In the 5,000 m2 warehouse that houses Saturne Technology, the machines are running at full speed in an astonishing silence. The company produces metal parts for industry, space, aeronautics and the medical sector. Walter Grzymlas is the head of the company. After graduating with a European degree in materials metallurgy, he began his career as an engineer and then as a production manager, before becoming deputy director of a French company that produces gas turbines for oil platforms. “After several years in this position, I decided to create Saturne Technology in the early 2000s in Luxembourg. When I started the company, I was alone,” explains the founder. In the early years, we specialised in laser welding, laser drilling, laser cladding and laser cutting. This expertise is really the basis of the company. Since then, metal additive manufacturing, or 3D metal printing, has been one of the company’s main services. With five printers and numerous lasers, the order book is still full.
A difficult start
However, it hasn’t always been easy, and Walter Grzymlas never imagined that he would be here 22 years ago. At that time, I would have liked to know where I would be today, that would have helped me a lot,” says the company director. When we arrived, our activity did not exist in the files of the Luxembourg administration. It was difficult, but we finally got the authorisation to set up. The fact that we were working with a laser technology that was still unknown also made it more difficult to obtain financing to develop the company. “The situation was complicated for the first six or seven years. But little by little, we started to qualify different parts for the aeronautics or space industries,” says the man who now heads a company with 23 employees. This means that they meet the standards of the companies and are therefore used throughout the life of the part.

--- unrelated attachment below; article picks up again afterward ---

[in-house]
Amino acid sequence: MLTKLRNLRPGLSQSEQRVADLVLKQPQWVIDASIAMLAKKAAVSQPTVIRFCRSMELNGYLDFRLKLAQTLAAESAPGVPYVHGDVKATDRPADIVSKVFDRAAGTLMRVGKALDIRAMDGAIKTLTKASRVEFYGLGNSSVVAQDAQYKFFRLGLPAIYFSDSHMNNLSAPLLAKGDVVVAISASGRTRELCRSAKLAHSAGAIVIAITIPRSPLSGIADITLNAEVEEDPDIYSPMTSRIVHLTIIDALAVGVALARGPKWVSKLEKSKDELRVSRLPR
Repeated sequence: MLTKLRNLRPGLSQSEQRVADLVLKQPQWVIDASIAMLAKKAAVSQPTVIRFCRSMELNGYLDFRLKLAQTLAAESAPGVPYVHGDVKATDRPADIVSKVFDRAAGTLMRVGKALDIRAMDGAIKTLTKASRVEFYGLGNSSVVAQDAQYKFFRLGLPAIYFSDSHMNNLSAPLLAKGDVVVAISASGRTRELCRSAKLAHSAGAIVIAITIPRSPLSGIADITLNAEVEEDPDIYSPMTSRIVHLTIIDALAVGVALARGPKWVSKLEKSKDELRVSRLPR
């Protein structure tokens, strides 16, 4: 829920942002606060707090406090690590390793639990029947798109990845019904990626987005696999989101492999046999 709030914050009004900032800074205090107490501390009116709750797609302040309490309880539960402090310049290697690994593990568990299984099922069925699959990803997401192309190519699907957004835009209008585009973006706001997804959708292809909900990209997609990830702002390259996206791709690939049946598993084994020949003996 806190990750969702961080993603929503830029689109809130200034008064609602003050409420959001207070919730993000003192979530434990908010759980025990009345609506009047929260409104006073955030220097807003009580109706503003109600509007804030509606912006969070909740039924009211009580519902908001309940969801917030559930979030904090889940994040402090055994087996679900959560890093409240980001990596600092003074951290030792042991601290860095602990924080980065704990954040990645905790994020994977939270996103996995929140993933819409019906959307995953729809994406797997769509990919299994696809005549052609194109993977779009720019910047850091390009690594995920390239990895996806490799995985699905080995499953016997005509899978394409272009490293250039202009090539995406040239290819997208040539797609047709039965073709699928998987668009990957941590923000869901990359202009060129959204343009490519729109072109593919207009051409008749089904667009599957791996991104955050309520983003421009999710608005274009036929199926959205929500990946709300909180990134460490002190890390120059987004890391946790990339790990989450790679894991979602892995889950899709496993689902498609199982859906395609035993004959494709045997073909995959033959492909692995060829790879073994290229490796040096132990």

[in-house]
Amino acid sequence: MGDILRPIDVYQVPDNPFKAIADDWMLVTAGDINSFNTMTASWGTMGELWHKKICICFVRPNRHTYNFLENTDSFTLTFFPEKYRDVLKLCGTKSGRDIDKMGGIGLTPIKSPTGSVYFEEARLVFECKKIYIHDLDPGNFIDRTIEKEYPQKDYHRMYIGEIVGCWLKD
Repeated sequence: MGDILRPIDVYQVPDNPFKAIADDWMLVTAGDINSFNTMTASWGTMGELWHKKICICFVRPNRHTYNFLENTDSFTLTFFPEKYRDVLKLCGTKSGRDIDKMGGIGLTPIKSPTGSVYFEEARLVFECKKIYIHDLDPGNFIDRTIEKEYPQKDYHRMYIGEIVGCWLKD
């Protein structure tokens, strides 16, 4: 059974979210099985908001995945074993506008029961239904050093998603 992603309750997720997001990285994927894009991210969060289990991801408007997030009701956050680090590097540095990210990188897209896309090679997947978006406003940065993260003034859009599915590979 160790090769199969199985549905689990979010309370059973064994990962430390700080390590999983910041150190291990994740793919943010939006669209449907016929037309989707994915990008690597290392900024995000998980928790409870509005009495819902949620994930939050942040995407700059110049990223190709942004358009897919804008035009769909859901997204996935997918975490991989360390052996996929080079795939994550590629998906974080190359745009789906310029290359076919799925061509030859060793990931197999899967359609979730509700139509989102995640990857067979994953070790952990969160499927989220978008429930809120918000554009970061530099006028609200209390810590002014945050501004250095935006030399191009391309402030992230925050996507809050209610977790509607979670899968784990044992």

A technological revolution
3D printers began to appear in the early 2005s. At that time, it was mainly plastic printing. But right from the start, the founder of Saturn Technology wanted to turn to metal 3D printing. “We went around the world to see what was being done, consulting with designers of metal 3D printing machines,” explains Walter. In 2012, the company acquired its first metal 3D printer, which was also encouraged by its own customers. The latter, active in welding and drilling, needed a tool of this kind for their activity. Saturne Technology then supported them while developing its own metal printing skills. One thing led to another and Saturn Technology’s reputation grew and the company has now reached a real milestone, producing parts for rocket engines, for example. “We are now the only supplier of private microlight engines. This means that there is no intermediary between us and the space or aeronautical companies,” adds the company’s founder.
The future looks just as promising. Recently, Saturne Technology carried out tests for components used in rockets and launchers. The tests were successful, so they will continue to work on these components. The turnover from our space activities – especially the production of engines and satellites – has developed very strongly in recent years,” explains Walter Grzymlas. In the future, Saturne Technology will place more and more emphasis on research and development of new technologies. 3D printing is still in its infancy.